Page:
Wide-ranging support for people with disabilities

Training service dogs for people with disabilities

Betty Severson’s service dog Gibson, a friendly black lab who she calls “a little bit of a goofball,” at first helped her with walking and balance. But before long, Gibson has proved to be so much more.

“I have an insulin pump that goes off when my sugar is too high or too low,” Betty said. “If I don't hear it, he will hear it and let me know. At nighttime, he sleeps by my bed on the side, on the floor, and a couple times he's gotten on the bed and just kind of wakes me up. And sure enough, my sugar had been low and I had to check it out.”

Gibson also helps her with picking things off the floor, and even pulling laundry out of the dryer — tasks that can be a challenge for Betty.

Oftentimes, when people see someone with a service dog, they might not fully understand the critical role these animals can play. At United Disabilities Services Foundation (UDSF) in Lancaster, Pennsylvania, these trained dogs are not just pets, or nice-to-have companions, but rather an important part of their clients’ medical care and overall wellness.

By helping clients expand their range of capabilities with everyday tasks — both at home and out in the world — these service dogs are able to make their lives more fulfilling.

The UnitedHealthcare Community Plan of Pennsylvania provided a $180,000 investment to UDSF to support aging and disability services across the state, including support for service dog training. With 1 in 4 Pennsylvanians having a disability, this investment helps empower this community to live fuller, richer lives.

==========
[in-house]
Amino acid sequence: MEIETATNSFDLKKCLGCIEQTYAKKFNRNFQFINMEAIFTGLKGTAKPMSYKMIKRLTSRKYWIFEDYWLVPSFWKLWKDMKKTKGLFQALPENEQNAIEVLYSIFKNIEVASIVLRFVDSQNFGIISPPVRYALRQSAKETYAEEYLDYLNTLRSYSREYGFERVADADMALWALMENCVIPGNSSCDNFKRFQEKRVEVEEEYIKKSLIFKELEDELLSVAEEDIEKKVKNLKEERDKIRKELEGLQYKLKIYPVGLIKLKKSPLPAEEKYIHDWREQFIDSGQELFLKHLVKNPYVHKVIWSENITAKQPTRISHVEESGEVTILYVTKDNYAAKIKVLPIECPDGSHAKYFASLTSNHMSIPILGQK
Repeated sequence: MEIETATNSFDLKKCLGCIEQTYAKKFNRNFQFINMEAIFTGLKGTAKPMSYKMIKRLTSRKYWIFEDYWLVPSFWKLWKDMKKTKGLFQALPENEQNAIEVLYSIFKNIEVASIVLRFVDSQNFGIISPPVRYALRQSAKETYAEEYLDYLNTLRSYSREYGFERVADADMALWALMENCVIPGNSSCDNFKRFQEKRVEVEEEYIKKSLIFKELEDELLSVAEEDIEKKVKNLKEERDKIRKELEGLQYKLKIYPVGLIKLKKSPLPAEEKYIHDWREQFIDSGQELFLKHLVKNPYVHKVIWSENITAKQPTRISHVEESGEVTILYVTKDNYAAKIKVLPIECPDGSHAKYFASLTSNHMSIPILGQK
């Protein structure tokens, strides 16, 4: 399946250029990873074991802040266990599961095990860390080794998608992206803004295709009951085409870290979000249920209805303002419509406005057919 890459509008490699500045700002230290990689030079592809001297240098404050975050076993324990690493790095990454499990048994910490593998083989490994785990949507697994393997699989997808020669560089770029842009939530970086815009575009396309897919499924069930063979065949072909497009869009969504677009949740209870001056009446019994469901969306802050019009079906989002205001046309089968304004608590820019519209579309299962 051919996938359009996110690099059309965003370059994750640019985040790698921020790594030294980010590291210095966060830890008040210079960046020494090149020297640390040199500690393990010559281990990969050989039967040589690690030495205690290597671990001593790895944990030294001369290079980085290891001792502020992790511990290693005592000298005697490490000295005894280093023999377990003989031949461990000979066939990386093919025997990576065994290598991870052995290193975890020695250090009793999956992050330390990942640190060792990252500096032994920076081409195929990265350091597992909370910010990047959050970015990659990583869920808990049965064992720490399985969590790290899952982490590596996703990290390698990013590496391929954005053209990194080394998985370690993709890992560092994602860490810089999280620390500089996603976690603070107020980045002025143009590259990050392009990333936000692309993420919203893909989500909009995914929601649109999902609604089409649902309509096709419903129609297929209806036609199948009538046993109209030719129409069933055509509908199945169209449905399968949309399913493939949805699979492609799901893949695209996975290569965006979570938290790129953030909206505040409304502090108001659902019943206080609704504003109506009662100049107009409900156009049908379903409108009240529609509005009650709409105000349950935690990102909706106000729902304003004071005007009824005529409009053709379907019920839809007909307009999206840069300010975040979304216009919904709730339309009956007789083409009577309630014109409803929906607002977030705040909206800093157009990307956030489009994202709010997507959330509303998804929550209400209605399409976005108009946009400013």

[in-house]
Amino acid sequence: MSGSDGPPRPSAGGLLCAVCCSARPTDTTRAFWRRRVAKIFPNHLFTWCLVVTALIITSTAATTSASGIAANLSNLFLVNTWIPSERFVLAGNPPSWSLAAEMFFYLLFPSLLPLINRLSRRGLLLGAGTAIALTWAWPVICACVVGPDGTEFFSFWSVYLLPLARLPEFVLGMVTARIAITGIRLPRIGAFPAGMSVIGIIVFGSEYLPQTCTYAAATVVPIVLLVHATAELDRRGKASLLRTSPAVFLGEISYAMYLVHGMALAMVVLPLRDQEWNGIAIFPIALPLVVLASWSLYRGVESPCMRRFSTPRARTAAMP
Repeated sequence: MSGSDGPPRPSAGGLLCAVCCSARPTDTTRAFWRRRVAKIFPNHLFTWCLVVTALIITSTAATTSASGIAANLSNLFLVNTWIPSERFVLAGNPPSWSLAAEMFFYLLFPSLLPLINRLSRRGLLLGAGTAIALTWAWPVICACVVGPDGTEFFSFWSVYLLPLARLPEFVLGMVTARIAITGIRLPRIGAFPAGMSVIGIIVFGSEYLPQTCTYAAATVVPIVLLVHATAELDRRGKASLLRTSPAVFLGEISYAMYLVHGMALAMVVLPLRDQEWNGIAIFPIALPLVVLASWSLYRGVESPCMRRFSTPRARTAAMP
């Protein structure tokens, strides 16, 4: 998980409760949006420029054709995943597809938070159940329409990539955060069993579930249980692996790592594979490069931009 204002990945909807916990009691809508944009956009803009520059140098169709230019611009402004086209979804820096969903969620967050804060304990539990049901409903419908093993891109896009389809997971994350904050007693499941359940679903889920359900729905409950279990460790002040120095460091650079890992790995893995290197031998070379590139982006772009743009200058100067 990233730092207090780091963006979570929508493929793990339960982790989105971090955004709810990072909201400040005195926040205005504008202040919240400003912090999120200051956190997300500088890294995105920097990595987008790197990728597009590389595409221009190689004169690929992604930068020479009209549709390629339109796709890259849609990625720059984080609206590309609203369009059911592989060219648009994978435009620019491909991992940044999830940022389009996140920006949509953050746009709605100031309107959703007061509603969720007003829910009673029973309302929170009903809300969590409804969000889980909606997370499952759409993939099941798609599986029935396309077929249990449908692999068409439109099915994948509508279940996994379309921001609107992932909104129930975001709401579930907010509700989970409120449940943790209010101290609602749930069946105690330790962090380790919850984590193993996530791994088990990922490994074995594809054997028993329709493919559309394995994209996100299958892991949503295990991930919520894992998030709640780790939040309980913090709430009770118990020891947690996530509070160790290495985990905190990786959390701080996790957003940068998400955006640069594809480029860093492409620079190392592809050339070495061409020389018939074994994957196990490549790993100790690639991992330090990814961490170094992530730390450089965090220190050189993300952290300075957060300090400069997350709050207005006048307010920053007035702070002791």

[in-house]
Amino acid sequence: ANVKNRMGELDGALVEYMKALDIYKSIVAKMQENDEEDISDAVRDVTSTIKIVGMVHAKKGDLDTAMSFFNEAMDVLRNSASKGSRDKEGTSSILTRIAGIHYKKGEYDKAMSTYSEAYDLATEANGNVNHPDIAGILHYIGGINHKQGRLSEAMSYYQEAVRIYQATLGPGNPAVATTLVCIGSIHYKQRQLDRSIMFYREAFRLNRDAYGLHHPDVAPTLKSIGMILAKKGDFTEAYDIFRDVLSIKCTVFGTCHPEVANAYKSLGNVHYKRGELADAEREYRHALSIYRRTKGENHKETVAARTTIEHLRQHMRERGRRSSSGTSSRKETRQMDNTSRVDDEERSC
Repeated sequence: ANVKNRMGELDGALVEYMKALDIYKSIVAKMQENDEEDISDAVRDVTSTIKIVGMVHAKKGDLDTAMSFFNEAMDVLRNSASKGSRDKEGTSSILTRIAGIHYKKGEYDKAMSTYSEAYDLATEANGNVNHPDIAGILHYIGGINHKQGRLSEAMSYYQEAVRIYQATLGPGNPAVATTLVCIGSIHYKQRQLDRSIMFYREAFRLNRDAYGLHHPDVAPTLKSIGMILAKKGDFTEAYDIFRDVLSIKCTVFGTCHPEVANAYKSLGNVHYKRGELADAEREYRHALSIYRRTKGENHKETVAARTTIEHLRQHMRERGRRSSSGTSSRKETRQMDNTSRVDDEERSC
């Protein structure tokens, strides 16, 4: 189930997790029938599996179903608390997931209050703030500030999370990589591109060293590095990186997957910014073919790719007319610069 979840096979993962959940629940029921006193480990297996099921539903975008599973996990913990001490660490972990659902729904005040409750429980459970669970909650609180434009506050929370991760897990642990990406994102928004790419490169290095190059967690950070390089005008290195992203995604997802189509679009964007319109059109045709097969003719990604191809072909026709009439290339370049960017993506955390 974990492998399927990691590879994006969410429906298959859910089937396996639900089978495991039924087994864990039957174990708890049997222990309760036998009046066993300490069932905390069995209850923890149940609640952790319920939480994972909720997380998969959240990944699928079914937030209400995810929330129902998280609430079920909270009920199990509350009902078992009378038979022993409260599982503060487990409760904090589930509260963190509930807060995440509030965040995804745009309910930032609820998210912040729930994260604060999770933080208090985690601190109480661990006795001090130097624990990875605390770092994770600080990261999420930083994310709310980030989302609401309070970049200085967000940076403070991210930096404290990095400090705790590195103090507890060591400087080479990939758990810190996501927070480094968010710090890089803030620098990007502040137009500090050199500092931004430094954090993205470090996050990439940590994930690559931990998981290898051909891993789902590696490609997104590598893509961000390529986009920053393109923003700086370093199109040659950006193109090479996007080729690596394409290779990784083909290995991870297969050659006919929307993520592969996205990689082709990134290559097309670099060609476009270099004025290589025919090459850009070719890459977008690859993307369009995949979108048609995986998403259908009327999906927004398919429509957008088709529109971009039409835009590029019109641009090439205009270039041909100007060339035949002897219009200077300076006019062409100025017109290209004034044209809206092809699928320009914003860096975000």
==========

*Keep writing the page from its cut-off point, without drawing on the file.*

“The partnership with UDSF is really important to us because we work together with them to continue to innovate and identify ways to improve the quality of services for individuals,” said Blair Boroch, CEO of the UnitedHealthcare Community Plan of Pennsylvania. “They have tremendous resources, experience and knowledge of local resources and we are able to work with them to bring best practices and experience we've had across the country to make the program as strong as possible here in Pennsylvania.”

UDSF has been a mainstay in the Lancaster community for decades, and their reach of services extends beyond Lancaster County. Their Resource Center, also funded with the recent grant from UnitedHealthcare Community Plan of Pennsylvania, connects people with disabilities to needed resources, whether that is help with in-person medical care, employment services, mobility equipment and much more.

“The grant has allowed us also to expand into creating wellness calls now for people in isolation,” said Bill Kepner, CEO of United Disabilities Services Foundation. “So those monies, besides sustaining the program, have really helped it in terms of some enhanced services, and we love that.”

The grant also helps fund their longstanding Challenger Football and Cheerleading Program which allows any young person with disabilities to engage in football or cheerleading, no matter what their abilities at no cost.

The diverse programs at UDSF are geared to create more independence and richer lives for the people they serve – people who still face stigma and barriers in daily living. And often, this empowerment is no more evident than through the unique relationship of a client and their service dog.

Jenn King, an ambassador for UDSF who goes into the community to share the stories of these dogs and the organization, said she sees the impact they make every day.

“The level of independence that our dogs are giving is just beautiful,” Jen said. “And when you see the bond created between the dog and the person, it’s priceless.”

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